The Department of Justice has approved the $69bn mega merger of health organization CVS with health insurance company, Aetna. The move will make the new business one of the largest drugstore chains in the US, including a major segment in delivering key health plans to consumers across its pharmacy benefit arm.
However, the approval has only been secured on the premise that the business sells its Medical Part D division to a subsidiary of WellCare as planned, which presently supports over two million US consumers.
Additionally, the DOJ has informed Aetna that it must enable WellCare to hire employees who are employed by this division.
In a recent statement, Larry J. Merlo, the chief executive of CVS Health, said that the approval “is an important step towards bringing together the strengths and capabilities of our two companies to improve the consumer health care experience.”
“In our new health care model, we provide people access to more affordable care when, where and how they need it,” he added. “Care will be coordinated among the health care providers, caregivers and their health care teams, leveraging the connectivity CVS will provide.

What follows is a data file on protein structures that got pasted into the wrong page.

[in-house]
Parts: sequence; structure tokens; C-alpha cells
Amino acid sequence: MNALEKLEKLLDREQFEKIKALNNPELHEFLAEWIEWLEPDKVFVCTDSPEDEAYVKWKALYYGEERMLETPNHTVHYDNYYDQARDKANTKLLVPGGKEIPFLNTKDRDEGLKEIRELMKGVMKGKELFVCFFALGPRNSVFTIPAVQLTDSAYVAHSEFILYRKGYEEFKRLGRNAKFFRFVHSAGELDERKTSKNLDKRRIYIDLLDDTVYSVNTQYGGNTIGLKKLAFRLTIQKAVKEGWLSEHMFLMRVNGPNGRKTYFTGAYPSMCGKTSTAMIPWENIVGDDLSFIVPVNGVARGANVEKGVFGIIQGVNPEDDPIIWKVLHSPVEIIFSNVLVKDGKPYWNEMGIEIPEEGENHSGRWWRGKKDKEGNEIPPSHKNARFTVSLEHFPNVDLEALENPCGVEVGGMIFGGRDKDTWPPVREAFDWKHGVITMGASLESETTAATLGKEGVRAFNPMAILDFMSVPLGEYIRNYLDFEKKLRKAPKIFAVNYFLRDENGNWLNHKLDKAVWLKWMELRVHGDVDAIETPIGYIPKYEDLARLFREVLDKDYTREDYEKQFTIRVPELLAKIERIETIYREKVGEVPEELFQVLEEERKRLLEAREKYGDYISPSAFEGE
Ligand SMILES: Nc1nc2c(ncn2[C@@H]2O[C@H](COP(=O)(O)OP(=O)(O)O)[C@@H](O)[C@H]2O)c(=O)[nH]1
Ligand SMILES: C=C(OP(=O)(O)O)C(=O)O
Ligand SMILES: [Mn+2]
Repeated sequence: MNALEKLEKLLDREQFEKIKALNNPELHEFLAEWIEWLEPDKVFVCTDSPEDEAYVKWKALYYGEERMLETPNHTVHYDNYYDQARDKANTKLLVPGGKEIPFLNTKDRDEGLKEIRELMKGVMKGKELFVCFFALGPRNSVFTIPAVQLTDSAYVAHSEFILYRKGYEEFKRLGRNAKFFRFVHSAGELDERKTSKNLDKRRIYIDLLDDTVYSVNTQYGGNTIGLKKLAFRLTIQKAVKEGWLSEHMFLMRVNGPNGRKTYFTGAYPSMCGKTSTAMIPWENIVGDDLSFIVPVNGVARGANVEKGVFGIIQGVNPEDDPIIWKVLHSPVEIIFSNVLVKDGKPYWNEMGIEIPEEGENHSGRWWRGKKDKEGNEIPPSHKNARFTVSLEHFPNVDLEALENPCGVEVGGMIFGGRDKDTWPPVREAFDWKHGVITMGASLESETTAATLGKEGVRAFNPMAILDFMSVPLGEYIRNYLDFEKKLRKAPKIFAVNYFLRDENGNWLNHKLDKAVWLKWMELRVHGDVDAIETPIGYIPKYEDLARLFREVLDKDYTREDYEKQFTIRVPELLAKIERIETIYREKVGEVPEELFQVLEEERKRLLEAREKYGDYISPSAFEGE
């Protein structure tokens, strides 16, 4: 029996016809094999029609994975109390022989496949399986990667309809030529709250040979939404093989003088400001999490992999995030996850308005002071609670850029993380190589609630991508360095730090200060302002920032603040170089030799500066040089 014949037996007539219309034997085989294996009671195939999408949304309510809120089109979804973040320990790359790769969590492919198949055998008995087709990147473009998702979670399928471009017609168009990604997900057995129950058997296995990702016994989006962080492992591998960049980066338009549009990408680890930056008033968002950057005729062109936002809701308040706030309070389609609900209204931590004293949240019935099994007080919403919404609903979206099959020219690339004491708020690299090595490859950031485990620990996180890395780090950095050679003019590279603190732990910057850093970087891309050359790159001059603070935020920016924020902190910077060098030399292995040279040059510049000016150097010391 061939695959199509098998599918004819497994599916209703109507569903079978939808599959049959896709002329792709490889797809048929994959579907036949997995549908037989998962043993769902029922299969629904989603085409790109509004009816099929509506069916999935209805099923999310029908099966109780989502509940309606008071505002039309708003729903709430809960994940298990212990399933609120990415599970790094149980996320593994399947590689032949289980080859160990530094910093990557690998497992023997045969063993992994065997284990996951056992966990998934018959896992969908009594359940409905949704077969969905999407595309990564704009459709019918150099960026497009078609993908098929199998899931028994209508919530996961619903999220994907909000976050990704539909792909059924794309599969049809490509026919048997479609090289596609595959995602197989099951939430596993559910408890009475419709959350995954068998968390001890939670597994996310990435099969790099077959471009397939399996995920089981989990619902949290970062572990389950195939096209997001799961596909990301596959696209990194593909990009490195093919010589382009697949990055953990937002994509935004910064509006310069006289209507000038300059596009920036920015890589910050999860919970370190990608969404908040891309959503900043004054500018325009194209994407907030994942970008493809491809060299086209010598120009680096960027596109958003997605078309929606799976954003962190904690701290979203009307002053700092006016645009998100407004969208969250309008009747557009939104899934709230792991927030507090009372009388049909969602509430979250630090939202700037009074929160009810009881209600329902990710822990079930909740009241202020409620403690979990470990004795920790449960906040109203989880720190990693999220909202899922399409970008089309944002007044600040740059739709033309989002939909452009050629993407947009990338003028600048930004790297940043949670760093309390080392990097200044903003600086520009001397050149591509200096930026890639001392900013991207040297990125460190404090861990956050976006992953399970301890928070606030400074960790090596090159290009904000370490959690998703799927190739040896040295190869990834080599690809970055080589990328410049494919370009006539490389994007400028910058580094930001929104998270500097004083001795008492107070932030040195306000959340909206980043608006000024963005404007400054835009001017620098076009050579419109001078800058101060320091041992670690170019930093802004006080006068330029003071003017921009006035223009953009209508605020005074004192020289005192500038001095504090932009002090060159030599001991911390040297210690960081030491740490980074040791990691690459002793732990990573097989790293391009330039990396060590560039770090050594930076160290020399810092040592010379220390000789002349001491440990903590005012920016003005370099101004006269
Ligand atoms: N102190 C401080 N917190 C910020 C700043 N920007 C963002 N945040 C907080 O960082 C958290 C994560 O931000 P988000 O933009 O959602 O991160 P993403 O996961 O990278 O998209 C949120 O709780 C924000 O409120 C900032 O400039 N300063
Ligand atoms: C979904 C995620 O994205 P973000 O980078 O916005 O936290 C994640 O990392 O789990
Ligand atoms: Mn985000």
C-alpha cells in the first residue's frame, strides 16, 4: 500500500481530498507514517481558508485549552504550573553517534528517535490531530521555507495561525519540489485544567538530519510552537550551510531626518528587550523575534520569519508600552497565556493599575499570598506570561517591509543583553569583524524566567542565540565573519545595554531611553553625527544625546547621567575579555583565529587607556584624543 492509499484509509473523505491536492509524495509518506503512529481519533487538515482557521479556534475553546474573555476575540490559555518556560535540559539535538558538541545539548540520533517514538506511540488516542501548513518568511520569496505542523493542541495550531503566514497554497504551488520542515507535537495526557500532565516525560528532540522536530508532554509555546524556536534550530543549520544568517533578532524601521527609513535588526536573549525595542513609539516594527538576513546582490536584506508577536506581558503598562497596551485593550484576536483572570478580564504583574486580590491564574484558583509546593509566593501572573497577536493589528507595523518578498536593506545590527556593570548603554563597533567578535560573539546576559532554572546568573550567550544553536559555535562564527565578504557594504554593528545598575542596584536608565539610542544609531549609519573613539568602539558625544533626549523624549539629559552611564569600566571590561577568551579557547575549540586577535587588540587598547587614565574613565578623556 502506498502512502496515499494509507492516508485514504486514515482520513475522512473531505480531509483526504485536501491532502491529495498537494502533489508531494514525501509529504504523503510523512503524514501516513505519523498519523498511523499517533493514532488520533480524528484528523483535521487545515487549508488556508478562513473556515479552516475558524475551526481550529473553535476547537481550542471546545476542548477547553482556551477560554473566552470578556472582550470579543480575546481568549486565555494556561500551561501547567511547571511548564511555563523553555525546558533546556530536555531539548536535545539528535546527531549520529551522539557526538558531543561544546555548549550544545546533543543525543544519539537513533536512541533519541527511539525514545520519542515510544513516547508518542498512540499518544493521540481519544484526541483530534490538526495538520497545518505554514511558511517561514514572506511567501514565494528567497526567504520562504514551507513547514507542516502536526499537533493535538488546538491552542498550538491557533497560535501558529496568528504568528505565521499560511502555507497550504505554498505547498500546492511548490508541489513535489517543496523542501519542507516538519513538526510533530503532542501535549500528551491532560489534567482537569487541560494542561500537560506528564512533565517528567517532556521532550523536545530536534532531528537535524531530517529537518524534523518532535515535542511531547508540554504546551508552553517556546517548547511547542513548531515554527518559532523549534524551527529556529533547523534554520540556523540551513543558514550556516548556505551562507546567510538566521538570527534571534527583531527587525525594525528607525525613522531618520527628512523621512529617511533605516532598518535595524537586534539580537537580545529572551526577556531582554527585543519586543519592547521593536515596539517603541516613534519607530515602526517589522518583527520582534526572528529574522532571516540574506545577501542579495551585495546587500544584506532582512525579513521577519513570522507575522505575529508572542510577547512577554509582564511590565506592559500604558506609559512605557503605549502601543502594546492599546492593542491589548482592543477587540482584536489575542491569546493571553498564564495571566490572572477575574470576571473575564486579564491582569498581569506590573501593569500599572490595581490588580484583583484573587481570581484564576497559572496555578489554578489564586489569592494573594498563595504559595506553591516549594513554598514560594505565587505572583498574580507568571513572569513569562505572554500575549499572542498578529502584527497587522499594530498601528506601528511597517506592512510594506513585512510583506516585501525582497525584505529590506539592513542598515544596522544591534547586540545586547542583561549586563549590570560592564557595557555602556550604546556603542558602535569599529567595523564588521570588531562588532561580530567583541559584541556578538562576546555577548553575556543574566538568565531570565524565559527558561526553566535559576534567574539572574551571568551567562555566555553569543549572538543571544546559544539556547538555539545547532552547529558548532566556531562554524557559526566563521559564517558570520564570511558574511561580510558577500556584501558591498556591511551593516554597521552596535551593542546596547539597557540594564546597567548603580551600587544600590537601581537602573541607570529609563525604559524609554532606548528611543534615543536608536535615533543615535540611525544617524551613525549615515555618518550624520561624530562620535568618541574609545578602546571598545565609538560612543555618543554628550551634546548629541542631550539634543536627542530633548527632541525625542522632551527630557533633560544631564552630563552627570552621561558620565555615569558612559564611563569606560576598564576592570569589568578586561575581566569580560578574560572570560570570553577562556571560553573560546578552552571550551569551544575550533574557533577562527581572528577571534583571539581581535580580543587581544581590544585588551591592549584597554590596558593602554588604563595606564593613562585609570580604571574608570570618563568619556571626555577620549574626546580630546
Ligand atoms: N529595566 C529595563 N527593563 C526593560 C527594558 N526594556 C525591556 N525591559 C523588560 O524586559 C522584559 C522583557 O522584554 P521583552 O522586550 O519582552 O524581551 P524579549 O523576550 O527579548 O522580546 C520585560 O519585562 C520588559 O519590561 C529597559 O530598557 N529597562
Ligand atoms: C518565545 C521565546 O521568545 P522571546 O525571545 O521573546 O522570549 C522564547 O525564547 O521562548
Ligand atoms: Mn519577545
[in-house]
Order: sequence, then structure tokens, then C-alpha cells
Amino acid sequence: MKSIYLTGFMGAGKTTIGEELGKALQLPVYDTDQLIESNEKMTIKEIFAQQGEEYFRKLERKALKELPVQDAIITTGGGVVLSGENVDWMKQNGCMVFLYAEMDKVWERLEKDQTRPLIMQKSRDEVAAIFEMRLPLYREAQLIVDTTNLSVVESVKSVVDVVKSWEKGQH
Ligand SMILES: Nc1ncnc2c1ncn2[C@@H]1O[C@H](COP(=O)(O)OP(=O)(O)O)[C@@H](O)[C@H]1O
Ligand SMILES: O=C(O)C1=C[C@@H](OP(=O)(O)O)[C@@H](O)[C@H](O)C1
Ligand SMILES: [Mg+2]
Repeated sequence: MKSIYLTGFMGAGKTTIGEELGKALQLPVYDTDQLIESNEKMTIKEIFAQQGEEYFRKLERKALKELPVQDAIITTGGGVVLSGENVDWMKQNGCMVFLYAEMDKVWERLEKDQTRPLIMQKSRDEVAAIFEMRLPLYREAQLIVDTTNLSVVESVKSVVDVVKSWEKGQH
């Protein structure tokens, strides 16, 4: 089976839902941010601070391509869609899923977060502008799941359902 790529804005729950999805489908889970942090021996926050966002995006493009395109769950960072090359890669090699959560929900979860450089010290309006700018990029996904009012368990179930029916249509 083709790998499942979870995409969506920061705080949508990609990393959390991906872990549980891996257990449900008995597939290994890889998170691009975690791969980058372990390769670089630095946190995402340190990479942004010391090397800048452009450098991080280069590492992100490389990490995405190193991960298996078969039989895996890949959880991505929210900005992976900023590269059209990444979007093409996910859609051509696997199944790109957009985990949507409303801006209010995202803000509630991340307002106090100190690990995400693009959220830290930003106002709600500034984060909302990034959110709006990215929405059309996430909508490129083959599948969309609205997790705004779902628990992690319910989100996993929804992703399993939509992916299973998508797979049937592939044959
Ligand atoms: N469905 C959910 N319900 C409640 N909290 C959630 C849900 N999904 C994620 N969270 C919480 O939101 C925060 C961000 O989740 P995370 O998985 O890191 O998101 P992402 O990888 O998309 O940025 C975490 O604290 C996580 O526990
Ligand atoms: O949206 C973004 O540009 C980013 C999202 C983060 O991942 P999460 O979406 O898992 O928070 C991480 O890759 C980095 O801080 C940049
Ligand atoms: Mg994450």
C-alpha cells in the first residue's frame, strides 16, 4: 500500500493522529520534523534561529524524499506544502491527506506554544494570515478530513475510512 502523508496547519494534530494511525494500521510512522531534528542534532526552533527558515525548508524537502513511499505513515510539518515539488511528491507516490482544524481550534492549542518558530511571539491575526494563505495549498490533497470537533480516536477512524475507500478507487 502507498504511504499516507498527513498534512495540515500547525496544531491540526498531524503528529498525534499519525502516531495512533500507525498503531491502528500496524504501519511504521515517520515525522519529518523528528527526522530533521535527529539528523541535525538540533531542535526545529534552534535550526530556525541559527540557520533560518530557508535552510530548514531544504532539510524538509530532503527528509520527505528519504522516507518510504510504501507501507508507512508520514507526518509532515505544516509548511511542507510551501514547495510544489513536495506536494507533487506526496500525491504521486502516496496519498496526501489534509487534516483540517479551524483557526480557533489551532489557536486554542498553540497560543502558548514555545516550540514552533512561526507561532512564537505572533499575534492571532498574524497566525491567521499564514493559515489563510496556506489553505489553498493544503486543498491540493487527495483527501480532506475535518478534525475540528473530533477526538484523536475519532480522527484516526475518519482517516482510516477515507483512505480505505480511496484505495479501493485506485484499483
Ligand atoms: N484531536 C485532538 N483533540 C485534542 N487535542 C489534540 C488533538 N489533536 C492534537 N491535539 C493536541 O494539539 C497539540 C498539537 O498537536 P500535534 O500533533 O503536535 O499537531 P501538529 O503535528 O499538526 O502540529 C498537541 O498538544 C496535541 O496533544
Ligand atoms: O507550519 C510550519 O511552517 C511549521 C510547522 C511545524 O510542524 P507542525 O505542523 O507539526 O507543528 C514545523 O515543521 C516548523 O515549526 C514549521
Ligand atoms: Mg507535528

In 2017, CVS Health amassed $185bn in revenue, supporting more than 90mn customers. Aetna, on the other hand gained close to $60bn in revenue, providing essential health insurance to 22mn US consumers.
However, many are concerned that consumers will be left with less choice and control over their healthcare, as well as higher healthcare costs. The move could also make it increasingly difficult for smaller pharmacy benefit management (PBM) players to gain further traction in the sector.
“This type of consolidation in a market already dominated by a few, powerful players present the very real possibility of reduced competition that harms consumer choice and quality,” George Slover, senior policy counsel for Consumers Union, an advocacy group, has publicly stated.
Consequently, those with Aetna health plans could be shoehorned into solely utilising CVS retail clinics, whilst those uninsured by Aetna could pay higher prices, creating significant issues for consumers.
Healthcare costs continue to rise, with medical spending currently consuming 18% of the US’ gross domestic product, CNBC reports. Medical costs have risen by an average of 5.5% each year since 2007, whilst US economy has grown by just over 3% since 1947.
However, traditional PBM’s are facing rampant competition from the technology sector, who can bring forth newfound solutions to the industry. Amazon’s acquisition of PillPack and its decision to partner with JP Morgan and Berkshire Hathaway sent shockwaves through the healthcare market, leading traditional players to urgently look for ways to remain competitive and find solutions fast in order to cater towards an evolving consumer market.